Economic Forecasts

Is a Recession on the Way?

The recent dip in long-term bond yields below short-term yields isn't cause for panic.

Market watchers broke into a collective sweat recently when the yield on 10-year Treasuries sank below the 3-month T-bill yield. When yields on short-term debt exceed those on longer-term bonds, the yield curve—a representation of interest rates on bonds of varying maturities—is said to be inverted. A little perspiration is understandable: An inverted yield curve has preceded each of the past seven recessions, dating back to the mid 1960s.

Janet Bodnar

K6-AHEAD.indd

Getty Images

An inversion is considered a recession indicator because although short-term rates are driven by current Federal Reserve policy, longer-term rates reflect bond investors’ expectations for inflation and future economic growth. When investors believe that the economy will weaken, they tend to pile into the safe haven of longer-term Treasuries, locking in higher rates while they can. In doing so, they bid up the price of long-maturity bonds, driving down yields (bond prices and yields move in opposite directions). A yield curve inversion is an extreme, and rare, no-confidence vote.

As with any economic bellwether, the yield curve isn’t foolproof. Although all recessions since the ’60s have followed inversions, not all inversions have led to recessions. And there is little predictability as to when a recession will hit or how long it will last. Since 1968, the time between the inversion and eventual recession has ranged from five to 16 months.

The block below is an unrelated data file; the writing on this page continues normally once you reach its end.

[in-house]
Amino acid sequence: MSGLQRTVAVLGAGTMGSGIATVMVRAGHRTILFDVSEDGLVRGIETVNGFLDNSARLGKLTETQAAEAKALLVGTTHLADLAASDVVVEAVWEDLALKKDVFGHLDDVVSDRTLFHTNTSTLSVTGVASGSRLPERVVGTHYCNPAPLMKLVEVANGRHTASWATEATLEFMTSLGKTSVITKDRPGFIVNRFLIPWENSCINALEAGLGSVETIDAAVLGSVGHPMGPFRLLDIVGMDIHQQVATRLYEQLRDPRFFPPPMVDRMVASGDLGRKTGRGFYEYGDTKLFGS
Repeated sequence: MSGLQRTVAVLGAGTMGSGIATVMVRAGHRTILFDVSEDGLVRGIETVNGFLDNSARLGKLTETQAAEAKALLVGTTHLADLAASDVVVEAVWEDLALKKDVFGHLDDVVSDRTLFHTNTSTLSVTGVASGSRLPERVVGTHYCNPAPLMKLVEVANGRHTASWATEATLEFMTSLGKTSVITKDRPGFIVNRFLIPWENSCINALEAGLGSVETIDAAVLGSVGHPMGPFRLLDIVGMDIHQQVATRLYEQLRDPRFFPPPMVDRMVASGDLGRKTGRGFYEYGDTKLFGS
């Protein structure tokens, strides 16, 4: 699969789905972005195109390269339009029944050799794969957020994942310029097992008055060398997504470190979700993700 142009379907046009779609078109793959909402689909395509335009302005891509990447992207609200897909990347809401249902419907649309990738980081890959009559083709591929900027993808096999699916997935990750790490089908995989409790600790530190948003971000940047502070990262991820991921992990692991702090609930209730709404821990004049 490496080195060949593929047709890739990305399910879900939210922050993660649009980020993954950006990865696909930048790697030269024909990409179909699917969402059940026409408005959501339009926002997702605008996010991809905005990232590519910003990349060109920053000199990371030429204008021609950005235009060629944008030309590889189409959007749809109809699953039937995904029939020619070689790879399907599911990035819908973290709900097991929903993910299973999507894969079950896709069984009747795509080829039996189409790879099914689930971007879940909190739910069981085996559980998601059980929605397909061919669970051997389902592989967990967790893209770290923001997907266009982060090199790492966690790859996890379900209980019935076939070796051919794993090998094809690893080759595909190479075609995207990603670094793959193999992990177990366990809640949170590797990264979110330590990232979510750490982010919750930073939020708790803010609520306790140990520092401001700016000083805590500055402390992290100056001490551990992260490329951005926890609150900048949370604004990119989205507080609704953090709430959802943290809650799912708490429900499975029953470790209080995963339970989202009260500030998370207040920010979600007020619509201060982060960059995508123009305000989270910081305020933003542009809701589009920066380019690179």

Moreover, March’s in­version wasn’t severe (a difference of only a few hundredths of a percentage point) or long-lasting (it has since flipped back). Should the long end dip more than 0.5 percentage point below the short end, it would be cause for greater concern, says LPL senior market strategist Ryan Detrick.

Whether the recent inversion is a blip or a harbinger of recession remains to be seen. Regardless, investors should consider it a sign that things are closer to the end than the beginning of the economic cycle, says Sam Stovall, chief investment strategist at research firm CFRA. “By July, it will have been the longest economic expansion in history. Things don’t last forever, right?” he says.

Most Popular

Your Guide to Roth Conversions
Special Report
Tax Breaks

Your Guide to Roth Conversions

A Kiplinger Special Report
February 25, 2021
9 Great Growth ETFs for 2022 and Beyond
ETFs

9 Great Growth ETFs for 2022 and Beyond

These growth ETFs offer exposure to higher-risk, higher-reward stocks while lessening the risk of a single stock torpedoing your returns.
January 18, 2022
The 10 Best Closed-End Funds (CEFs) for 2022
CEFs

The 10 Best Closed-End Funds (CEFs) for 2022

These high-yielding CEFs won't just significantly boost your portfolio income. They'll also allow you to buy their underlying stocks and bonds at a di…
January 12, 2022

Recommended

Semiconductor Stocks: A Smart Bet for the Long Haul
Becoming an Investor

Semiconductor Stocks: A Smart Bet for the Long Haul

Stocks in this growing industry will stay in demand long after supply-chain snarls are unraveled.
January 26, 2022
A Dynamic Duo for Yield in 2022
Investing for Income

A Dynamic Duo for Yield in 2022

Investors should maintain core positions in both REITs and utilities, with regular contributions to both.
January 26, 2022
Kiplinger's Economic Outlooks
Economic Forecasts

Kiplinger's Economic Outlooks

Regularly updated insights on the economy’s next moves.
January 21, 2022
The Kiplinger Letter’s Top 10 Forecasts for 2022
Economic Forecasts

The Kiplinger Letter’s Top 10 Forecasts for 2022

What to expect from the U.S. economy and an election-year Congress, as well as the outlook for cryptocurrency regulations, TikTok and more. Plus, we g…
January 13, 2022